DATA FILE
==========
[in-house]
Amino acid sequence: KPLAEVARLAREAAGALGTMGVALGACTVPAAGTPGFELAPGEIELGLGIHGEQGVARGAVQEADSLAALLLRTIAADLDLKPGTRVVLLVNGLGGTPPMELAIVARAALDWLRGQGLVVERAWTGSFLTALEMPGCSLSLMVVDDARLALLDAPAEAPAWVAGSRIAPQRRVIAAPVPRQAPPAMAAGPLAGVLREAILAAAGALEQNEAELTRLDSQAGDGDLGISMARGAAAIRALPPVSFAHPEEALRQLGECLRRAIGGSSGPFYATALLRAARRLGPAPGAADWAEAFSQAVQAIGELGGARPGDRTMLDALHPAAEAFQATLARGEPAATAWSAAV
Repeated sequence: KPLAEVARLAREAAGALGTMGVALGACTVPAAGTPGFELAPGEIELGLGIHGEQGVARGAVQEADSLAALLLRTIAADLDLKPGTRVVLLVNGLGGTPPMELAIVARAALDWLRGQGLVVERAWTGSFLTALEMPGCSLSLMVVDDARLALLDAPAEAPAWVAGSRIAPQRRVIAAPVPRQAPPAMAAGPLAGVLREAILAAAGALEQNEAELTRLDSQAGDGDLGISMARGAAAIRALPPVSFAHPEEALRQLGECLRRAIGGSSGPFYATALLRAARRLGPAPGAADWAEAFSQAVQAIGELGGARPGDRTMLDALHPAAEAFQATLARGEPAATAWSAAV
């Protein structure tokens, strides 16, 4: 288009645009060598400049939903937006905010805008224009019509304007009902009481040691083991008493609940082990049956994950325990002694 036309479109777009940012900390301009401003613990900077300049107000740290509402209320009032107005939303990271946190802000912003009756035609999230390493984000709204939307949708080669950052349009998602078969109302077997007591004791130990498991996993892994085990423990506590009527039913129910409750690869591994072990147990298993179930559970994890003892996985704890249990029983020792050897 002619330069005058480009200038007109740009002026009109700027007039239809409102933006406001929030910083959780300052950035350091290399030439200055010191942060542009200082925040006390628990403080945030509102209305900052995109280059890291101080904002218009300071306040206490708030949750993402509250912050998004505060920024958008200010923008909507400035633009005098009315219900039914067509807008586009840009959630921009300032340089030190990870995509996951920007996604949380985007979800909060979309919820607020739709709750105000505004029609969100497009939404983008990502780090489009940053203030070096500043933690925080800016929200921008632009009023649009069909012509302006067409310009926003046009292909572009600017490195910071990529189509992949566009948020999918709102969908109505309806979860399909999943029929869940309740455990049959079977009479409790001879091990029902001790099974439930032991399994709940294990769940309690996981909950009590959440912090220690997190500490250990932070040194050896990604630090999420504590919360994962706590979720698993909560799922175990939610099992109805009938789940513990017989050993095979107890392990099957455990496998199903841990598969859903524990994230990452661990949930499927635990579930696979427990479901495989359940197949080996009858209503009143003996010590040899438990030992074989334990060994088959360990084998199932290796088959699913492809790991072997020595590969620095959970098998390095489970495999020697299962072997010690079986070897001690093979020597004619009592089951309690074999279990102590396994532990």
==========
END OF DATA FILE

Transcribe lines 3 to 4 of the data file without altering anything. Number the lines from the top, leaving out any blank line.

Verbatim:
Repeated sequence: KPLAEVARLAREAAGALGTMGVALGACTVPAAGTPGFELAPGEIELGLGIHGEQGVARGAVQEADSLAALLLRTIAADLDLKPGTRVVLLVNGLGGTPPMELAIVARAALDWLRGQGLVVERAWTGSFLTALEMPGCSLSLMVVDDARLALLDAPAEAPAWVAGSRIAPQRRVIAAPVPRQAPPAMAAGPLAGVLREAILAAAGALEQNEAELTRLDSQAGDGDLGISMARGAAAIRALPPVSFAHPEEALRQLGECLRRAIGGSSGPFYATALLRAARRLGPAPGAADWAEAFSQAVQAIGELGGARPGDRTMLDALHPAAEAFQATLARGEPAATAWSAAV
């Protein structure tokens, strides 16, 4: 288009645009060598400049939903937006905010805008224009019509304007009902009481040691083991008493609940082990049956994950325990002694 036309479109777009940012900390301009401003613990900077300049107000740290509402209320009032107005939303990271946190802000912003009756035609999230390493984000709204939307949708080669950052349009998602078969109302077997007591004791130990498991996993892994085990423990506590009527039913129910409750690869591994072990147990298993179930559970994890003892996985704890249990029983020792050897 002619330069005058480009200038007109740009002026009109700027007039239809409102933006406001929030910083959780300052950035350091290399030439200055010191942060542009200082925040006390628990403080945030509102209305900052995109280059890291101080904002218009300071306040206490708030949750993402509250912050998004505060920024958008200010923008909507400035633009005098009315219900039914067509807008586009840009959630921009300032340089030190990870995509996951920007996604949380985007979800909060979309919820607020739709709750105000505004029609969100497009939404983008990502780090489009940053203030070096500043933690925080800016929200921008632009009023649009069909012509302006067409310009926003046009292909572009600017490195910071990529189509992949566009948020999918709102969908109505309806979860399909999943029929869940309740455990049959079977009479409790001879091990029902001790099974439930032991399994709940294990769940309690996981909950009590959440912090220690997190500490250990932070040194050896990604630090999420504590919360994962706590979720698993909560799922175990939610099992109805009938789940513990017989050993095979107890392990099957455990496998199903841990598969859903524990994230990452661990949930499927635990579930696979427990479901495989359940197949080996009858209503009143003996010590040899438990030992074989334990060994088959360990084998199932290796088959699913492809790991072997020595590969620095959970098998390095489970495999020697299962072997010690079986070897001690093979020597004619009592089951309690074999279990102590396994532990």